Power, Powerlessness, and Globalization

Power, Powerlessness, and Globalization : Contemporary Politics in the Global South

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This book is about imperialism-driven globalization, its historic impact on Africa, Latin America, and Asia, and, over time, the varied responses of the national political units and regional entities in these continents to the challenges of building countervailing power and laying foundations for independent development. Where genuine recovery and empowerment have emerged, this has been the result not only of the pursuit of "dignitalist" political and economic values that emphasize robust and sustained productivity geared toward uplifting the living standards and dignity of all the members of the national society, but also of the creation of indigenous institutions whose relations with the external world are defined by equality rather than dependence and subordination. Opoku Agyeman argues that "dignification" is the fundamentally necessary response to imperialism's inevitable afflictions of national/racial humiliation. It is the most crucial ingredient in the complex of motivations that propel formerly weak nation-states and regional communities to rise up and defend the honor of their people.
As Mao Zedong told the world in 1949: "Ours will no longer be a nation subject to insult and humiliation. We have stood up." This study argues emphatically that it is a country's or region's developed or developing capabilities, not its historic and continuing victimization or habitual dependence on "charitable aid" and other "altruistic" interventions from the "international community," that determines its success in escaping the scourge of powerlessness and underdevelopment. It further maintains that a people who have been brought low through brutal, dehumanizing imperialism cannot bypass the need for redemptive empowerment if they wish to regain honor and a proper place in the world. Finally, it takes issue with Joseph Stiglitz, Jeffrey Sachs, and others like them whose moralistic critiques of the rapacity of imperialistic globalization carry the unfortunate implication that it is possible for a fair and just world social order to come out of incremental reforms of philanthropically-motivated developed, powerful countries, in the structure and operations of global capitalism.
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Product details

  • Hardback | 188 pages
  • 157.48 x 226.06 x 17.78mm | 453.59g
  • Lanham, MD, United States
  • English
  • 0739195212
  • 9780739195215

Table of contents

Introduction: Power versus Powerlessness Chapter One: Asia: A Bifurcated Empowerment Chapter Two: Latin America: From "Backwater" of the US to an Emerging Bolivarian Counterforce Chapter Three: Powerlessness and Slavocracy Chapter Four: Realism, Liberalism, and the Intractable Case of Western Farm Subsidies Chapter Five: The Improbable Banana Conflict of the 1990s Between the US and the EU, Its Repercussions for Weak Countries, and the WTO's Role in It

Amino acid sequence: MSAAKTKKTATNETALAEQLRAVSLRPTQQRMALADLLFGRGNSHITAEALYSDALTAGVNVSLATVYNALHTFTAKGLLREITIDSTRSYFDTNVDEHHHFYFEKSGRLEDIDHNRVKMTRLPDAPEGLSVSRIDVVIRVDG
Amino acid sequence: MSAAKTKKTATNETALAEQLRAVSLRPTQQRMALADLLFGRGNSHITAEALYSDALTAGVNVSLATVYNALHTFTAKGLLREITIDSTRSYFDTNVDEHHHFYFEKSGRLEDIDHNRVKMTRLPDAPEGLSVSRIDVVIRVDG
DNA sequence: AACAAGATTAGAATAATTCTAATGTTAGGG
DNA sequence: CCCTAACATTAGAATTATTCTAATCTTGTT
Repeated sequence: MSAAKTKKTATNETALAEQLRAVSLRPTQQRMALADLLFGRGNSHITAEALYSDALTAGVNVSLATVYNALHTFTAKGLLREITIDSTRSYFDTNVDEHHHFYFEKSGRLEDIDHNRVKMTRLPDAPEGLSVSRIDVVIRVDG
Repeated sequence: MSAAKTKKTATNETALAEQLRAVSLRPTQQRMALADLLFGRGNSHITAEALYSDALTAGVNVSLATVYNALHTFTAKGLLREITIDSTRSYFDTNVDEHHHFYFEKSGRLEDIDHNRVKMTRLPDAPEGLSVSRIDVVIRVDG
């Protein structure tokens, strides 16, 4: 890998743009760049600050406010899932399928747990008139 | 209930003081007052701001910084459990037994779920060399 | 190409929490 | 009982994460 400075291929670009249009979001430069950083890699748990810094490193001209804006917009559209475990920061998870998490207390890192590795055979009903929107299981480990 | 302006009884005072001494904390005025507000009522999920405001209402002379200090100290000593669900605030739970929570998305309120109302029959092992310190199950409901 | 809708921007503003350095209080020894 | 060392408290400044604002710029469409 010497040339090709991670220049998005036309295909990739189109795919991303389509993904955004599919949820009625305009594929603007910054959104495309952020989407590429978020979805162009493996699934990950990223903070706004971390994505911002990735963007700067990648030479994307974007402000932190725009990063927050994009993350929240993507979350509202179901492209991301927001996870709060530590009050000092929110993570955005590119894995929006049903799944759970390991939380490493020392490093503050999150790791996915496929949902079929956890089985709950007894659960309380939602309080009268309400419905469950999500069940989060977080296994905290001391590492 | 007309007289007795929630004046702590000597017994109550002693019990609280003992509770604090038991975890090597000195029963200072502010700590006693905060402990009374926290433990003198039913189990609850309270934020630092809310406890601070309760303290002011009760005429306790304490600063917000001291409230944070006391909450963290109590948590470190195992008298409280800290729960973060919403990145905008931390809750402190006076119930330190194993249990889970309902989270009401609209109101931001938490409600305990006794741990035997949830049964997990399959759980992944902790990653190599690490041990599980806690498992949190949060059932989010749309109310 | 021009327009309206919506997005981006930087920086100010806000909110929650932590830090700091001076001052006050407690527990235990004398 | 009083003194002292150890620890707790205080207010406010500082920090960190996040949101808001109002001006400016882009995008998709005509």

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Review quote

Opoku Agyeman, one of the nation's foremost authorities on African affairs and pan-Africanism, tackles neocolonialism on a global scale, viewing how western nations have weakened, if not stunted, the political growth and economic development of the southern half of the world. In a sweeping panorama of the Global South, his meticulous research and methodology point out how Latin America and Africa have taken the brunt of western schemes. Power, Powerlessness, and Globalization is a fresh and refreshing approach to a bitterly painful subject. Reminiscent of Chinweizu's The West and the Rest of Us, this book is sure to be the first classic of the twenty-first century that fully analyzes the global politics of the twentieth century. Agyeman provides a compelling argument for comprehensive global change. Once again, he has proven to be a master at synthesizing global developments and giving his own unique perspective on the impact of the west on the Third World. -- Leslie Wilson, Montclair State University This book offers the reader a critical perspective on North and South relations in the global economic order that is different from the broader liberal consensus that characterizes values and policies about development in the South. -- Morris M. Mottale, Franklin University Switzerland Opoku Agyeman has written a book that nobody interested in imperialism-driven globalization, the defining issue since 1400 AD, can afford to ignore. -- Lawrence Mbogoni, William Paterson University, author of Aspects of Colonial Tanzania History
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About Opoku Agyeman

Opoku Agyeman is professor emeritus of political science at Montclair State University and director of the Pan-African Society and Foundation, Inc.
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